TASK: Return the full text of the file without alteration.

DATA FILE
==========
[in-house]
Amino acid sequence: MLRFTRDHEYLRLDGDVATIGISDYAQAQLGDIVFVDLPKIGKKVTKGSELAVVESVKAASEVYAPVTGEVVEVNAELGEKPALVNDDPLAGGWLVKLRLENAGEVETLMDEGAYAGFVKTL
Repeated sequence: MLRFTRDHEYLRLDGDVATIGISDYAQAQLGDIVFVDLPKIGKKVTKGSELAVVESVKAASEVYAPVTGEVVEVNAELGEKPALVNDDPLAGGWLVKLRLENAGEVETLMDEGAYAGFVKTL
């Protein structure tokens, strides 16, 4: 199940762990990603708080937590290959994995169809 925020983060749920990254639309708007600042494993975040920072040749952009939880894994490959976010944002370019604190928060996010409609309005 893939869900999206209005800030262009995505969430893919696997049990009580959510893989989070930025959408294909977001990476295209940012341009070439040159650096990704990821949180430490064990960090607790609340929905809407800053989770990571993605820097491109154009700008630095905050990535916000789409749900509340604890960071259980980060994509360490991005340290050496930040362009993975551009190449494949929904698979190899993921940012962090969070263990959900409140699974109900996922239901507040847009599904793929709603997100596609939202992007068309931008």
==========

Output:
[in-house]
Amino acid sequence: MLRFTRDHEYLRLDGDVATIGISDYAQAQLGDIVFVDLPKIGKKVTKGSELAVVESVKAASEVYAPVTGEVVEVNAELGEKPALVNDDPLAGGWLVKLRLENAGEVETLMDEGAYAGFVKTL
Repeated sequence: MLRFTRDHEYLRLDGDVATIGISDYAQAQLGDIVFVDLPKIGKKVTKGSELAVVESVKAASEVYAPVTGEVVEVNAELGEKPALVNDDPLAGGWLVKLRLENAGEVETLMDEGAYAGFVKTL
């Protein structure tokens, strides 16, 4: 199940762990990603708080937590290959994995169809 925020983060749920990254639309708007600042494993975040920072040749952009939880894994490959976010944002370019604190928060996010409609309005 893939869900999206209005800030262009995505969430893919696997049990009580959510893989989070930025959408294909977001990476295209940012341009070439040159650096990704990821949180430490064990960090607790609340929905809407800053989770990571993605820097491109154009700008630095905050990535916000789409749900509340604890960071259980980060994509360490991005340290050496930040362009993975551009190449494949929904698979190899993921940012962090969070263990959900409140699974109900996922239901507040847009599904793929709603997100596609939202992007068309931008």